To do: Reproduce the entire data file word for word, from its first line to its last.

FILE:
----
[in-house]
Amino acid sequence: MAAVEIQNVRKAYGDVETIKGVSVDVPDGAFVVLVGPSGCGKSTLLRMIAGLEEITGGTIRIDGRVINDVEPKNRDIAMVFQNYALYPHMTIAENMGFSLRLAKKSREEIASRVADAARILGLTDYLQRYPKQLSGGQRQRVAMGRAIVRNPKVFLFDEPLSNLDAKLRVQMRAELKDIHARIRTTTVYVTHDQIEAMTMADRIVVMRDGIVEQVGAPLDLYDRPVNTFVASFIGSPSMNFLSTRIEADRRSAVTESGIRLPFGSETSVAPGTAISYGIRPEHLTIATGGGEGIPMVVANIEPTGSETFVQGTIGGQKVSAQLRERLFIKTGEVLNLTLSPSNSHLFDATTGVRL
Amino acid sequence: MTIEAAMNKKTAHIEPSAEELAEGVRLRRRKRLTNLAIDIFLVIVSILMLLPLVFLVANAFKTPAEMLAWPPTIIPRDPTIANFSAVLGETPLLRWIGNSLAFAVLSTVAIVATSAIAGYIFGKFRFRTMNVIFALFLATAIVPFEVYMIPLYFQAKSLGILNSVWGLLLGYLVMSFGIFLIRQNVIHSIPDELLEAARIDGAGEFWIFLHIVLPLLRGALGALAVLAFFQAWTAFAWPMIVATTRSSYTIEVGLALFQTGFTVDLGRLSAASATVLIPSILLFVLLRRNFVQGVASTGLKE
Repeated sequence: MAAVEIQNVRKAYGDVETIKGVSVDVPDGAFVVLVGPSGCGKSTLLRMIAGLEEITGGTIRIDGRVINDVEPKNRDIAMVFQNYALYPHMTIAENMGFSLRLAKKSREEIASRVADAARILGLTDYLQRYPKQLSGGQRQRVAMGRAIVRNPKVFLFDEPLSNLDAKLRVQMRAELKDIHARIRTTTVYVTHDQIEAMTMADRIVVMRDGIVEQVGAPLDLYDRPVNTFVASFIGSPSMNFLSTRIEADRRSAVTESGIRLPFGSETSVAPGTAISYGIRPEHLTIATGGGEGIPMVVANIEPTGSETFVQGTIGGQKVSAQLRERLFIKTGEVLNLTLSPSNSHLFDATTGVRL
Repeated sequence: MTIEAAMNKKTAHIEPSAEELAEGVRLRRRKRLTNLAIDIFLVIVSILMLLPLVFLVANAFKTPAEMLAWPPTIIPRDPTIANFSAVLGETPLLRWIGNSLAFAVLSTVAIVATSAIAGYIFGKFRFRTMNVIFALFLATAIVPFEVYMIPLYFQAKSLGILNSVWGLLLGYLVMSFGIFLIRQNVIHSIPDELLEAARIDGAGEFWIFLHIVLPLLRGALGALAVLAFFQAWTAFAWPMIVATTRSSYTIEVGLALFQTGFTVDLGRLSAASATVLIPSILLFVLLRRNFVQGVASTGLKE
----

[in-house]
Amino acid sequence: MAAVEIQNVRKAYGDVETIKGVSVDVPDGAFVVLVGPSGCGKSTLLRMIAGLEEITGGTIRIDGRVINDVEPKNRDIAMVFQNYALYPHMTIAENMGFSLRLAKKSREEIASRVADAARILGLTDYLQRYPKQLSGGQRQRVAMGRAIVRNPKVFLFDEPLSNLDAKLRVQMRAELKDIHARIRTTTVYVTHDQIEAMTMADRIVVMRDGIVEQVGAPLDLYDRPVNTFVASFIGSPSMNFLSTRIEADRRSAVTESGIRLPFGSETSVAPGTAISYGIRPEHLTIATGGGEGIPMVVANIEPTGSETFVQGTIGGQKVSAQLRERLFIKTGEVLNLTLSPSNSHLFDATTGVRL
Amino acid sequence: MTIEAAMNKKTAHIEPSAEELAEGVRLRRRKRLTNLAIDIFLVIVSILMLLPLVFLVANAFKTPAEMLAWPPTIIPRDPTIANFSAVLGETPLLRWIGNSLAFAVLSTVAIVATSAIAGYIFGKFRFRTMNVIFALFLATAIVPFEVYMIPLYFQAKSLGILNSVWGLLLGYLVMSFGIFLIRQNVIHSIPDELLEAARIDGAGEFWIFLHIVLPLLRGALGALAVLAFFQAWTAFAWPMIVATTRSSYTIEVGLALFQTGFTVDLGRLSAASATVLIPSILLFVLLRRNFVQGVASTGLKE
Repeated sequence: MAAVEIQNVRKAYGDVETIKGVSVDVPDGAFVVLVGPSGCGKSTLLRMIAGLEEITGGTIRIDGRVINDVEPKNRDIAMVFQNYALYPHMTIAENMGFSLRLAKKSREEIASRVADAARILGLTDYLQRYPKQLSGGQRQRVAMGRAIVRNPKVFLFDEPLSNLDAKLRVQMRAELKDIHARIRTTTVYVTHDQIEAMTMADRIVVMRDGIVEQVGAPLDLYDRPVNTFVASFIGSPSMNFLSTRIEADRRSAVTESGIRLPFGSETSVAPGTAISYGIRPEHLTIATGGGEGIPMVVANIEPTGSETFVQGTIGGQKVSAQLRERLFIKTGEVLNLTLSPSNSHLFDATTGVRL
Repeated sequence: MTIEAAMNKKTAHIEPSAEELAEGVRLRRRKRLTNLAIDIFLVIVSILMLLPLVFLVANAFKTPAEMLAWPPTIIPRDPTIANFSAVLGETPLLRWIGNSLAFAVLSTVAIVATSAIAGYIFGKFRFRTMNVIFALFLATAIVPFEVYMIPLYFQAKSLGILNSVWGLLLGYLVMSFGIFLIRQNVIHSIPDELLEAARIDGAGEFWIFLHIVLPLLRGALGALAVLAFFQAWTAFAWPMIVATTRSSYTIEVGLALFQTGFTVDLGRLSAASATVLIPSILLFVLLRRNFVQGVASTGLKE